Looking For A Retail Tech Revolution? It Starts With The Packaging
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Looking For A Retail Tech Revolution? It Starts With The Packaging

By Martin Ros, SVP & Head of Intelligent Packaging, Stora Enso [HEL: STERV

Martin Ros, SVP & Head of Intelligent Packaging, Stora Enso [HEL: STERV

Every business wants to cut costs and increase profits. Almost every business, nowadays, also wants to improve environmental performance. Often, the two go hand in hand: data shows that three out of four millennia’s are prepared to pay more for a sustainably produced product. For retail companies contending with traditionally slim margins and fierce competition, these things are especially important.

So, how to create a leaner, greener retail operation? Unsurprisingly, the answer is technology. Perhaps more surprising for some is where to start: the technology of packaging.

RFID is key

Radio-frequency identification (RFID) technology has been around for some time now, but what is new is the ability to cost-effectively print an RFID label onto paper or fibre. No need for plastics or harmful chemicals.

"Customers can also interact with the RFID tag using their smartphone to verify their packages are un-tampered-with, building trust with the retailer"

This is the game changer because it means RFID technology can be incorporated into all sorts of products and packaging without an impact on waste streams and recycling – and without inflating costs. That brings a number of innovations out of the realm of ‘what if’ and firmly into ‘why not?’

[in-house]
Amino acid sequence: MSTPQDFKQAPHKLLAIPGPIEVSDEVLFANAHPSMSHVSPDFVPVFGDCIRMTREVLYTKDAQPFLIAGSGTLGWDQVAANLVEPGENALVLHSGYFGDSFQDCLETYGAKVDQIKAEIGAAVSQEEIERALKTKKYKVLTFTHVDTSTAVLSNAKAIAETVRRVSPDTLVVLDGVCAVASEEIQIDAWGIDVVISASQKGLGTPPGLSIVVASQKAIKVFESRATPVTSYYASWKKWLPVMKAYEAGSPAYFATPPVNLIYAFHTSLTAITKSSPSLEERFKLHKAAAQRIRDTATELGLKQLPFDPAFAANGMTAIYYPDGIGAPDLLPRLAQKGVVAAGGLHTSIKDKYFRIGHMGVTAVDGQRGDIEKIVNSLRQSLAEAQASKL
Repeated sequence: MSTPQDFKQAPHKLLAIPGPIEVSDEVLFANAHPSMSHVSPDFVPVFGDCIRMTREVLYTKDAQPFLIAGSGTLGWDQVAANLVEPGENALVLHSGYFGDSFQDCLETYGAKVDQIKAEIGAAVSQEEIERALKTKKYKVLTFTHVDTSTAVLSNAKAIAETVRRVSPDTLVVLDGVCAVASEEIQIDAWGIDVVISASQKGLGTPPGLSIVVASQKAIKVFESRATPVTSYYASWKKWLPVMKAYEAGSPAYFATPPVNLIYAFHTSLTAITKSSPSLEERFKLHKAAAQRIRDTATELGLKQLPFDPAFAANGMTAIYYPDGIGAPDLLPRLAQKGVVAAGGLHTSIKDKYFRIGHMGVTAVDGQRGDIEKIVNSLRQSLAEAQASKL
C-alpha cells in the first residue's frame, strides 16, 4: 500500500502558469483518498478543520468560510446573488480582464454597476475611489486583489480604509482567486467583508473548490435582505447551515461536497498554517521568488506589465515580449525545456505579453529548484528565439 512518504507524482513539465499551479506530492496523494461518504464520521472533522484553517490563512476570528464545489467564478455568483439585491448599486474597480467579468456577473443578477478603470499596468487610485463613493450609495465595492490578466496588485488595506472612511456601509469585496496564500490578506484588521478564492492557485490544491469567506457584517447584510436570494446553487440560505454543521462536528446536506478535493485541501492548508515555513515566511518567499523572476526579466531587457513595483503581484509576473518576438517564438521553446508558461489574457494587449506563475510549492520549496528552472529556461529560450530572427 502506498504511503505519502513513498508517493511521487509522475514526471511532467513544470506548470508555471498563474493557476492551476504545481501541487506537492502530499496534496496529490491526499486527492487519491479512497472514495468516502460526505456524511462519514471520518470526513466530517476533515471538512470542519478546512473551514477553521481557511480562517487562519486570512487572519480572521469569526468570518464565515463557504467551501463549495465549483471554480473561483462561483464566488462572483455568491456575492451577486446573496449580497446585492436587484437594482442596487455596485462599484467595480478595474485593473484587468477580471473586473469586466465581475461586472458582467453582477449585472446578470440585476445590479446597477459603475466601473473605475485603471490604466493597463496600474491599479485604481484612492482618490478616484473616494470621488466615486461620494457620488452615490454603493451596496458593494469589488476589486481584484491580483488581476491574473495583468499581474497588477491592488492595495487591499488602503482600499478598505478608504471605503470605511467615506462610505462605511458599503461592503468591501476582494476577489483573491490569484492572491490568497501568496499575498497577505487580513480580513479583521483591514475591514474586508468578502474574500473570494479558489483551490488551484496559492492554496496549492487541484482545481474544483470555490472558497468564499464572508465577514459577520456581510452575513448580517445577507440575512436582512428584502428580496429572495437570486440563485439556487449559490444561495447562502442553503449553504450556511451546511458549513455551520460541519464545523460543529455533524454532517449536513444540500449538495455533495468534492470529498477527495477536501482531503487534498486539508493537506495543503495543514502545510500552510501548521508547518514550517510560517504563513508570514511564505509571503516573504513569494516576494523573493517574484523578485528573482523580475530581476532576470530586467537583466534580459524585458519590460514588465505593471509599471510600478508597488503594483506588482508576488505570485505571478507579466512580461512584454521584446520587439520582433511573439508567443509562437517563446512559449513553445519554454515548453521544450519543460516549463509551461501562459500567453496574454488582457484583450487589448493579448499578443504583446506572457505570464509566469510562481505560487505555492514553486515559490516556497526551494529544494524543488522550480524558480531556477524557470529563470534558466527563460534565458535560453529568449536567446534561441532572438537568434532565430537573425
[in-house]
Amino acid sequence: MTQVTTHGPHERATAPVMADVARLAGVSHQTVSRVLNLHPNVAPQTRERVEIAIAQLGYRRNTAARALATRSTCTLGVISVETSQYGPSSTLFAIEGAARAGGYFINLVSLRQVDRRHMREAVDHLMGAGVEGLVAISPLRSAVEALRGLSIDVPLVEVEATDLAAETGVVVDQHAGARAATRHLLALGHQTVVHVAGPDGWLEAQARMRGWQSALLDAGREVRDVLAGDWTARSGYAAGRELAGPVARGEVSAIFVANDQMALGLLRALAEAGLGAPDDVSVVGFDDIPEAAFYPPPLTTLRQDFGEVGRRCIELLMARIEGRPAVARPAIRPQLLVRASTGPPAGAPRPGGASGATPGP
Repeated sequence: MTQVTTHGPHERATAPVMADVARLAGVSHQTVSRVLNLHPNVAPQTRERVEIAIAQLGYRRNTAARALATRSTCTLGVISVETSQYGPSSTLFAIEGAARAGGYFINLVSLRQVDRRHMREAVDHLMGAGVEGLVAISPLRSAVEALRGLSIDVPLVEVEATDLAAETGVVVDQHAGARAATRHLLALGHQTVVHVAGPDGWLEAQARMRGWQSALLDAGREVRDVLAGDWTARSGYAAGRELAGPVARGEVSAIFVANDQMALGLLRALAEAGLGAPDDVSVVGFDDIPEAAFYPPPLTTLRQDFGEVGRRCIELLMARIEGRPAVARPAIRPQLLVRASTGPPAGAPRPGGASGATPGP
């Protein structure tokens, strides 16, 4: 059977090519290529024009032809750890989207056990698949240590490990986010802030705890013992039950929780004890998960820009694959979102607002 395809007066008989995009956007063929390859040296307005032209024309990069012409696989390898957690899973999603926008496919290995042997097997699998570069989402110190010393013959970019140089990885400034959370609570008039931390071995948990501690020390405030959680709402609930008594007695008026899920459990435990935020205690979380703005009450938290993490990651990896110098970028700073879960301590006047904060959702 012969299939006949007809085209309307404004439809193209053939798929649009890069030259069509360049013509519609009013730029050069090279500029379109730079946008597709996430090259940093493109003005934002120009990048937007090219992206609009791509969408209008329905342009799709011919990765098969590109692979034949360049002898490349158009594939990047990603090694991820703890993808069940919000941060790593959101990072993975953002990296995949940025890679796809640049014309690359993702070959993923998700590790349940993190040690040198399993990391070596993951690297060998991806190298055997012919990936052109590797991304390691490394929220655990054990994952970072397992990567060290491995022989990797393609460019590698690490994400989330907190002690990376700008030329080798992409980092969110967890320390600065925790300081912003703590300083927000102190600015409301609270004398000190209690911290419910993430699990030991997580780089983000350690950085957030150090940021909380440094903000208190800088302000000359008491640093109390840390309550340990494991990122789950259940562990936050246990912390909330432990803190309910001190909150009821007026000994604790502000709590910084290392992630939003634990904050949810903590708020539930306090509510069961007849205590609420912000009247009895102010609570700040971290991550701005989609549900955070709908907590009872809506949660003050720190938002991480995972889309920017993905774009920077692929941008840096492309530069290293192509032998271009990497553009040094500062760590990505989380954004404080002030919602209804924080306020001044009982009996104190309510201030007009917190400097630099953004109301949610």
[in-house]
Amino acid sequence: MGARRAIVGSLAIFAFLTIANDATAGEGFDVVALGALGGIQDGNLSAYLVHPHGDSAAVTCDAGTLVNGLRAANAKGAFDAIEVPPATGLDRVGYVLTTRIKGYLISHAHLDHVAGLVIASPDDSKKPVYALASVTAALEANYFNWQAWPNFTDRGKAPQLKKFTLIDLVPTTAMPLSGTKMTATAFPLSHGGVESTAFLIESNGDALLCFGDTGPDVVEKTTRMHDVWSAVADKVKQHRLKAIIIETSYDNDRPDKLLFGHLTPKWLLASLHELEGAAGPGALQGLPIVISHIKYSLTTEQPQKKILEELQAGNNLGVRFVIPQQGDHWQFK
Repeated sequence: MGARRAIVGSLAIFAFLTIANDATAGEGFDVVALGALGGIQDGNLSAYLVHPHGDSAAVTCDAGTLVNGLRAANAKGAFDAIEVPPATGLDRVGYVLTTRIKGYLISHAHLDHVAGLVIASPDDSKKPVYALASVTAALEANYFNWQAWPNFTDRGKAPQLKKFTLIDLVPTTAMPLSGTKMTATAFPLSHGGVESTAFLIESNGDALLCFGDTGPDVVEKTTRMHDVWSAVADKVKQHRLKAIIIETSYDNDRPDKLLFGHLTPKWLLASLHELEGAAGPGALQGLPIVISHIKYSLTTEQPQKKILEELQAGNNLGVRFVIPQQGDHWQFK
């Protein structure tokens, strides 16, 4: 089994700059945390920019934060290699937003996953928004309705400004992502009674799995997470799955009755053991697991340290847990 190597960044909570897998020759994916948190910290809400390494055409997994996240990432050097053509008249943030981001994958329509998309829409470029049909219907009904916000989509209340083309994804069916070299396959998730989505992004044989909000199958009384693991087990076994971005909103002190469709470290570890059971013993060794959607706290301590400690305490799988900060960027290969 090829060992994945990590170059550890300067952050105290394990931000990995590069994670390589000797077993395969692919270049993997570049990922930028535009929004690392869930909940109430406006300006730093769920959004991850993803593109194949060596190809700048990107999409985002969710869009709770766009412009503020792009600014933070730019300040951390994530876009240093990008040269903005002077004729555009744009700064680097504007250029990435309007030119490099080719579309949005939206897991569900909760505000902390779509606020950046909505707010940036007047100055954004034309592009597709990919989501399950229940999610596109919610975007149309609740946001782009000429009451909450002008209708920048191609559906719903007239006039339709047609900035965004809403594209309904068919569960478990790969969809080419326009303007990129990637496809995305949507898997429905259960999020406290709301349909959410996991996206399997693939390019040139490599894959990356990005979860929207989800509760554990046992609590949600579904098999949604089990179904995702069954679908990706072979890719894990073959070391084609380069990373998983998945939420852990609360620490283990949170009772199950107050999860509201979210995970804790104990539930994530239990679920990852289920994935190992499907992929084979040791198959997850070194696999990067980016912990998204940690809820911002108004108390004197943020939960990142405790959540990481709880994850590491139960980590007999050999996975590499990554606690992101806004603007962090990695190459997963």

The RFID difference

The ability to inexpensively track every package or product is a revolution for inventory and supply chain functions. A 2016 survey from EKN-Kurt Salmon estimated a 12 percent return on investment (ROI) for reduced time and labour costs – mainly through more efficient or removed cycle counts, 10.3 percent for improving backroom to front-of-store inventory accuracy and 10percent for increased store replenishment. Real-time, accurate data is transformative for keeping tabs on a high-volume, high-speed retail environment.

Another major advantage of RFID tags are the strides they offer in tamper proofing. An anti-tamper seal incorporating RFID technology can easily be checked at each point of the supply chain and a digital stamp records the time, location, reading device and package status, storing this data in the cloud. If a problem is detected, it can be narrowed to the precise point in the supply chain it occurred and alert retailers immediately. Customers can also interact with the RFID tag using their smartphone to verify their packages are un-tampered-with, building trust with the retailer.

Once customers start using phones to interact with packages, the possibilities extend far beyond tamper proofing. With use of NFC (Near Field Communication) enabled phones, the entire customer product experience can be reimagined. Interacting with a food package, for example, could bring up information such as recipes, best before dates and recycling advice. Or a retailer could use this vector to advertise promotions and special offers, events or similar products the customer might like. This could both help retailers boost their own sales and also create new revenue streams through advertising or marketing partnerships.